Erb believes it's a real advantage to have access to the resources an LLP offers. "The LLP brings knowledge from working with other clients as well as quality resources and project specialists who can look at our process, educate and work with our associates, and identify opportunities. The LLP places associates in our plant facilities. As these in-plants manage day-to-day operations, they also look for opportunities to improve processes," he notes.
"We expect the LLP to continue to invest in sophisticated logistics technology to provide value," Erb adds. "As we look at routing, for example, their technology must capture routing components accurately and route at the most efficient costs."
The LLP brings in specialists to look at how International's freight moves, Erb points out. "When they evaluated our truckload deliveries direct from suppliers, they found some suppliers were under-utilizing trailer cube. The LLP works with those suppliers to improve cube utilization," he explains.
International expects its LLP partner to be best-in-class in logistics processes, with processes that are documented and standardized across the operations.
"As we commit to lean concepts, we make managers responsible for putting in standardized processes. Even though we use an LLP, we require them to operate to our lean standards," insists Erb.
While International is happy with its LLP relationship, there's another side of International's business where paying the LLP management fee doesn't make sense.
"For warehousing, line-side replenishment and subassembly within our plants, we rationalized to just two 3PL providers in North America," Erb notes. "We manage-those 3PLs directly. We provide strategic direction and communicate to the 3PLs our requirements for various supply chain processes. We have monthly reviews and the 3PLs are part of the quarterly review process."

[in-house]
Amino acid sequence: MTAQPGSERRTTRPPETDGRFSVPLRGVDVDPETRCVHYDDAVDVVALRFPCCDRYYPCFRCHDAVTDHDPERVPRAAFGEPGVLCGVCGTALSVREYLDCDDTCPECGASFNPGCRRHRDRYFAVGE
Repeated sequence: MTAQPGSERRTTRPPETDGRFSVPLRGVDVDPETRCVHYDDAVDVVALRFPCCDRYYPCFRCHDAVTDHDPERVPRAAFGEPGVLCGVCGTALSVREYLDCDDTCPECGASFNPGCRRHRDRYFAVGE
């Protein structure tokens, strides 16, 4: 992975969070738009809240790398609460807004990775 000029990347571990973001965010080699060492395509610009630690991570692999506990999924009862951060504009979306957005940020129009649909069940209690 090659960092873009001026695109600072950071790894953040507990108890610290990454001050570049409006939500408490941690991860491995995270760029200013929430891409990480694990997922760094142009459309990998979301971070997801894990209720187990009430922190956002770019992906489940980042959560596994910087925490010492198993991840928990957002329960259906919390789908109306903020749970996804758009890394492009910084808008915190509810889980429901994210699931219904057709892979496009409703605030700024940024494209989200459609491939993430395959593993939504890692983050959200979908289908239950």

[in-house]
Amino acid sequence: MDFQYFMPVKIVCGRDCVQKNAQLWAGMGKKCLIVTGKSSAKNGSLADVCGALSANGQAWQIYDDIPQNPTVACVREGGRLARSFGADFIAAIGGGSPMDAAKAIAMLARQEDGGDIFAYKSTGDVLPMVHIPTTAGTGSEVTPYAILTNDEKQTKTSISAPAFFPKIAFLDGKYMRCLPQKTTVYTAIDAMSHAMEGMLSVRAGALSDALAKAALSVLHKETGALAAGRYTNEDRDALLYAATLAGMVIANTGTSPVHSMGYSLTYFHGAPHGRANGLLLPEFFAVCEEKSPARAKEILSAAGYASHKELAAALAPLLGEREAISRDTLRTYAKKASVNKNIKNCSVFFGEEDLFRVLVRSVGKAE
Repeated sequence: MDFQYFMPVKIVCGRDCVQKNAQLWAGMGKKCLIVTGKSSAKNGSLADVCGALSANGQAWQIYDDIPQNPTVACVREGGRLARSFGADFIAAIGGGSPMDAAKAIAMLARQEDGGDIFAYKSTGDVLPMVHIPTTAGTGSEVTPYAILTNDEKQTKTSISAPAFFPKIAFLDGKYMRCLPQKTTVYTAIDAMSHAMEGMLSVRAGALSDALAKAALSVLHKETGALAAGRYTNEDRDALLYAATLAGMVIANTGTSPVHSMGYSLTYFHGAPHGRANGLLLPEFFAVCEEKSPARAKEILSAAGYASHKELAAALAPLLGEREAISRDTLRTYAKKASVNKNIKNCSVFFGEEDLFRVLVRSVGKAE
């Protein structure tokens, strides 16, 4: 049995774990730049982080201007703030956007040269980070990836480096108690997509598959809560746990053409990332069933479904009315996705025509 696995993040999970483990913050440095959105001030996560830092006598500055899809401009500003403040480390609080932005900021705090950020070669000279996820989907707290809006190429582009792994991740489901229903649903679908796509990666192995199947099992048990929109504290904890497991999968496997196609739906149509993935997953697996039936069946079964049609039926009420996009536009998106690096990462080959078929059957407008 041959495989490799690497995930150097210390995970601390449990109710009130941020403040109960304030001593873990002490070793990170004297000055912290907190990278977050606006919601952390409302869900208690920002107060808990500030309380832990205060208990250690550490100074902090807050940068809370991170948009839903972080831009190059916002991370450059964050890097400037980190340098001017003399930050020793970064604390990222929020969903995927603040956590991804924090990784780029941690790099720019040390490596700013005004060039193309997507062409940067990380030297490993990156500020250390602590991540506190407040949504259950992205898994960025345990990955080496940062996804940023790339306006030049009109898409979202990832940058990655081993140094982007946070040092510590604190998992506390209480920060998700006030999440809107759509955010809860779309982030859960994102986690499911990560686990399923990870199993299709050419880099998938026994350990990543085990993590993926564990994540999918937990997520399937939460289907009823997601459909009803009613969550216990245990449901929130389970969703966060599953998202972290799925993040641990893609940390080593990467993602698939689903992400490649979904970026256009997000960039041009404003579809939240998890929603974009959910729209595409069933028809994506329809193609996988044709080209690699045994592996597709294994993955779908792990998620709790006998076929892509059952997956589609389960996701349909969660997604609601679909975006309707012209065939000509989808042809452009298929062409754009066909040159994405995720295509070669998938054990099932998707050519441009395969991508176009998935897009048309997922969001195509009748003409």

Building a successful LLP relationship at International has led to a revised view of managing 3PLs. "Our periodic business reviews will take a more strategic look at the 3PL/LLP relationships," Erb explains. "As International does more sourcing in India and China, we need the infrastructure to deal in significant volume in those countries. We will work with the 3PLs and LLP on how to build needed infrastructure.
"Over the long term, business changes at International will affect both our LLP and 3PL partners," Erb continues. "For example, lean concepts have changed our replenishment at the plants. Instead of managing processes at one plant, we look at processes and procedures across all our plants. We make sure the 3PL is integrated with our operations so that, when we make decisions, we have their buy-in to standardize processes across the network."
A successful 3PL or LLP relationship requires organizational alignment at all levels. "Because of this need for alignment, very early on we identified the need for a dedicated general manager on the LLP side," says Erb. " Initially, our top contact at the LLP had responsibility for other accounts. With no dedicated person focusing on this account, people working on the account were not focused on us. Their objectives were not aligned with ours. We sought to correct this lack of alignment."
When the dedicated general manager came on board, International began planning to put a program in place for 2005. "We brought the LLP's in-plants and my team together for face-to-face meetings," Erb says. "We reviewed and determined mutual objectives, developed goals, and built work plans for 2005. Best of all, we spent two days with everyone in one room. We got to know our counterparts on a more personal level and understood each other's motivation and strategy."